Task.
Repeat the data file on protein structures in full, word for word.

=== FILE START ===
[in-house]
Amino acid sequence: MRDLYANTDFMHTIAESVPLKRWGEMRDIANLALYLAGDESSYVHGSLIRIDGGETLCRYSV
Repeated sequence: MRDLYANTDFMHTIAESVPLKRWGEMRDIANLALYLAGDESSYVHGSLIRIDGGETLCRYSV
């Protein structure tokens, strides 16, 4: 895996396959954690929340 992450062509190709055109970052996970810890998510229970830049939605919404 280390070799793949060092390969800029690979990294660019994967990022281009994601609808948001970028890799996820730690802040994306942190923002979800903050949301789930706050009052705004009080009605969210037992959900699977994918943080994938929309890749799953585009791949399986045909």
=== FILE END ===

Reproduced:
[in-house]
Amino acid sequence: MRDLYANTDFMHTIAESVPLKRWGEMRDIANLALYLAGDESSYVHGSLIRIDGGETLCRYSV
Repeated sequence: MRDLYANTDFMHTIAESVPLKRWGEMRDIANLALYLAGDESSYVHGSLIRIDGGETLCRYSV
């Protein structure tokens, strides 16, 4: 895996396959954690929340 992450062509190709055109970052996970810890998510229970830049939605919404 280390070799793949060092390969800029690979990294660019994967990022281009994601609808948001970028890799996820730690802040994306942190923002979800903050949301789930706050009052705004009080009605969210037992959900699977994918943080994938929309890749799953585009791949399986045909």